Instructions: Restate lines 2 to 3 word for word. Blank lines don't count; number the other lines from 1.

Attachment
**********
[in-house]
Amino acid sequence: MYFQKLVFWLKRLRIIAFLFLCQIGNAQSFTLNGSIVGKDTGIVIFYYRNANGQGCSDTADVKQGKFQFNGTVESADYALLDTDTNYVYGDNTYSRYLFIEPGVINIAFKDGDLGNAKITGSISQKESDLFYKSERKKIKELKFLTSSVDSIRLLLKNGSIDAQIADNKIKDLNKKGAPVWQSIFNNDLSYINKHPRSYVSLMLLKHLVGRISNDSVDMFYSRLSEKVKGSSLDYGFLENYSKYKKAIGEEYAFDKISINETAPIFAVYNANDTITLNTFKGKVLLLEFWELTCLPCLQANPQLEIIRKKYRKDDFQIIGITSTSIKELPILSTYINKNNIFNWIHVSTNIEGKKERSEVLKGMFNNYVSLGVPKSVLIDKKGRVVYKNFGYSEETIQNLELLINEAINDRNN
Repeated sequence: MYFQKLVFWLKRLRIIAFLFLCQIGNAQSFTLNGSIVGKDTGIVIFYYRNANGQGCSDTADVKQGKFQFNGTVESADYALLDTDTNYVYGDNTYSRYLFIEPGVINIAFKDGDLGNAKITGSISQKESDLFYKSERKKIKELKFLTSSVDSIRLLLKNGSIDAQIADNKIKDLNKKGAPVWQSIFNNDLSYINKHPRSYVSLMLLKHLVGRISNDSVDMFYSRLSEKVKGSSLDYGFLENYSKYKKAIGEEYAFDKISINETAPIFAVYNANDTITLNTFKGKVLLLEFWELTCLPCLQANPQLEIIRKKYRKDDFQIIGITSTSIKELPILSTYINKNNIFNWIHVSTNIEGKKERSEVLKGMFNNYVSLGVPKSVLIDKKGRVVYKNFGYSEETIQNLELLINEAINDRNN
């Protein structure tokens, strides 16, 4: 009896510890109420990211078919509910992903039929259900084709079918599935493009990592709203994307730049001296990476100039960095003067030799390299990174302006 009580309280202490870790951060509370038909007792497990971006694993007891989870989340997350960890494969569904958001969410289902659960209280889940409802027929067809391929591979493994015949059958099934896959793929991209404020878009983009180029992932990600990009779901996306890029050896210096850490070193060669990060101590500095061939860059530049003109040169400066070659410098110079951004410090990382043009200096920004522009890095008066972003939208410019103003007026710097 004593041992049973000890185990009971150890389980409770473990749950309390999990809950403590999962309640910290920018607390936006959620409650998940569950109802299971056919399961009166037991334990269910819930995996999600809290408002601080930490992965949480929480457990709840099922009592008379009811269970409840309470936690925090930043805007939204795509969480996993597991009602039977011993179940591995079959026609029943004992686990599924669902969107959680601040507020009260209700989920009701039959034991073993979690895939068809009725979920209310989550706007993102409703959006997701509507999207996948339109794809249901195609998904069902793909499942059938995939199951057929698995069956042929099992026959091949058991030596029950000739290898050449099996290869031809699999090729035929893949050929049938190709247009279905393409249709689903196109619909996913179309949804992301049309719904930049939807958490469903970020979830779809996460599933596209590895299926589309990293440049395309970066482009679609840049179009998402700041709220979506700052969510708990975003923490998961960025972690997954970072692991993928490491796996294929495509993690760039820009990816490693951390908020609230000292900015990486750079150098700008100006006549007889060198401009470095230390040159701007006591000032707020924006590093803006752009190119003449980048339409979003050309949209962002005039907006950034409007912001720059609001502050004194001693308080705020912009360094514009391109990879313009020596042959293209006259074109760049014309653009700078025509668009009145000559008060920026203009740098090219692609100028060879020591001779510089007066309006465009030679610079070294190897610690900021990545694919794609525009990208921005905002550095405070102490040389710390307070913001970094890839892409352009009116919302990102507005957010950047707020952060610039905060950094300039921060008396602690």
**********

Amino acid sequence: MYFQKLVFWLKRLRIIAFLFLCQIGNAQSFTLNGSIVGKDTGIVIFYYRNANGQGCSDTADVKQGKFQFNGTVESADYALLDTDTNYVYGDNTYSRYLFIEPGVINIAFKDGDLGNAKITGSISQKESDLFYKSERKKIKELKFLTSSVDSIRLLLKNGSIDAQIADNKIKDLNKKGAPVWQSIFNNDLSYINKHPRSYVSLMLLKHLVGRISNDSVDMFYSRLSEKVKGSSLDYGFLENYSKYKKAIGEEYAFDKISINETAPIFAVYNANDTITLNTFKGKVLLLEFWELTCLPCLQANPQLEIIRKKYRKDDFQIIGITSTSIKELPILSTYINKNNIFNWIHVSTNIEGKKERSEVLKGMFNNYVSLGVPKSVLIDKKGRVVYKNFGYSEETIQNLELLINEAINDRNN
Repeated sequence: MYFQKLVFWLKRLRIIAFLFLCQIGNAQSFTLNGSIVGKDTGIVIFYYRNANGQGCSDTADVKQGKFQFNGTVESADYALLDTDTNYVYGDNTYSRYLFIEPGVINIAFKDGDLGNAKITGSISQKESDLFYKSERKKIKELKFLTSSVDSIRLLLKNGSIDAQIADNKIKDLNKKGAPVWQSIFNNDLSYINKHPRSYVSLMLLKHLVGRISNDSVDMFYSRLSEKVKGSSLDYGFLENYSKYKKAIGEEYAFDKISINETAPIFAVYNANDTITLNTFKGKVLLLEFWELTCLPCLQANPQLEIIRKKYRKDDFQIIGITSTSIKELPILSTYINKNNIFNWIHVSTNIEGKKERSEVLKGMFNNYVSLGVPKSVLIDKKGRVVYKNFGYSEETIQNLELLINEAINDRNN